Dietary Supplements Lower Health Care Costs and Increase Longevity
A number of studies have shown that taking nutritional supplements is more than marketing hype--that supplements can, in fact, improve health and longevity, and reduce over-all health care costs. The Dietary Supplement Information Burea has done an excellent job of summarizing these studies. We are reprinting some of their summaries here, and urge you to take advantage of the information on their web site, www.supplementinfo.org
Health Impact II Study Finds Seniors Who Take Certain Dietary Supplements Live Longer, More Independent Lives by DSEA As the American population ages and U.S. healthcare costs skyrocket, taking certain dietary supplements could help seniors live independently longer, and offset healthcare expenditures by billions of dollars, a new study by The Lewin Group finds. The supplements studied - omega-3 fatty acids and lutein with zeaxanthin - have reported savings of $3.1 billion and $2.5 billion respectively over five years, resulting from reduced hospitalizations, physicians' visits, and avoided transitions to dependency, the report shows.
"With healthcare costs for Americans 65 and older expected to reach $16 trillion by the year 2030, the need for innovative and preventative healthcare solutions is clearer than ever," said Elliott Balbert, DSEA president. "More than 187 million consumers rely on daily use of dietary supplements, and the supplement industry is pleased that this study reinforces the efficacy and health benefits of their usage."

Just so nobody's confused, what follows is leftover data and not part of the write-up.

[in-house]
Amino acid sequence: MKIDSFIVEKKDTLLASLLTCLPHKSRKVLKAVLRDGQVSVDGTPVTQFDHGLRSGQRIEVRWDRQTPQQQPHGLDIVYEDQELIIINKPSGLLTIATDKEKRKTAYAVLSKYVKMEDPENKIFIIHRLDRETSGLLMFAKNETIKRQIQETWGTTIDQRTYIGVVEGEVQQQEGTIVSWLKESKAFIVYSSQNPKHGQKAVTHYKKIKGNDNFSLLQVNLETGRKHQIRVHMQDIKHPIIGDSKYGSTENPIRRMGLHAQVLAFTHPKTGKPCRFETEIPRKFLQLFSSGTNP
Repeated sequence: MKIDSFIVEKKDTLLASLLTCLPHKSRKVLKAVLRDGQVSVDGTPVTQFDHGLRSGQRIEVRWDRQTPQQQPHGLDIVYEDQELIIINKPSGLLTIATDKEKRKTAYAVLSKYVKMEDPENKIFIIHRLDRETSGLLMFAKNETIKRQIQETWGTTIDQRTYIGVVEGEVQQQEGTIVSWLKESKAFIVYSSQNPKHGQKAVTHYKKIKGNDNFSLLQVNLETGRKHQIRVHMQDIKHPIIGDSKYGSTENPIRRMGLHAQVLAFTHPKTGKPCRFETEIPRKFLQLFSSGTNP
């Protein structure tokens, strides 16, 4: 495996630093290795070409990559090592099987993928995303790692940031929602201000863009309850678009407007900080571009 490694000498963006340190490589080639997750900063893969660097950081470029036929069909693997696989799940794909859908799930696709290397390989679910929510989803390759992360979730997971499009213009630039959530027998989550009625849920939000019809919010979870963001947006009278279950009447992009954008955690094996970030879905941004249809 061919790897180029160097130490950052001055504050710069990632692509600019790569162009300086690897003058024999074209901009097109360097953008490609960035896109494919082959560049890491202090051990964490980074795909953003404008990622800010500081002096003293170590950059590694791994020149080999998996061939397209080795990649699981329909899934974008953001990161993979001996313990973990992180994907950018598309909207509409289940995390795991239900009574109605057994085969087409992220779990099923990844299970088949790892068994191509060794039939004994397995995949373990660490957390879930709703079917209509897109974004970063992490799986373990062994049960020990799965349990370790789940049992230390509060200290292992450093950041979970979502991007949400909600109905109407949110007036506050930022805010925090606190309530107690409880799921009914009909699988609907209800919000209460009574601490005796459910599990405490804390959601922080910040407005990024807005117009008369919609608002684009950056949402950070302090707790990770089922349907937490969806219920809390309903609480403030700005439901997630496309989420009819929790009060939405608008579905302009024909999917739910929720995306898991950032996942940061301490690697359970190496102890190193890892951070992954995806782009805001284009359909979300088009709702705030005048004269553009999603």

Underscoring the important health and cost benefits of dietary supplements for the U.S. seniors, members of Congress took one step closer to recognizing the role of dietary supplements in the health regimen of Americans, when Congressman Chris Cannon (R-Utah) today announced the creation of a bipartisan caucus on dietary supplements, which he will co-chair with Congressman Frank Pallone (D-N.J.). Cannon introduced H.R. 1545 earlier this year, which would allow supplement costs to be paid by Flexible Spending Accounts (FSAs) and Health Savings Accounts (HSAs).
"As more and more Americans start taking responsibility for their own health, it's important that government acknowledge the positive impact dietary supplements have on disease prevention, and the substantial cost benefits to the healthcare system that result," said Cannon. "Clearly, there's cause for additional research and sound public policy supporting these products, which greatly benefit American consumers and taxpayers alike."
The study's key findings centered upon how omega-3 fatty acids and lutein with zeaxanthin allow seniors to avoid common conditions such as coronary heart disease (CHD) and age-related macular degeneration (AMD), helping them live independently longer and reducing the level of disability associated with these conditions.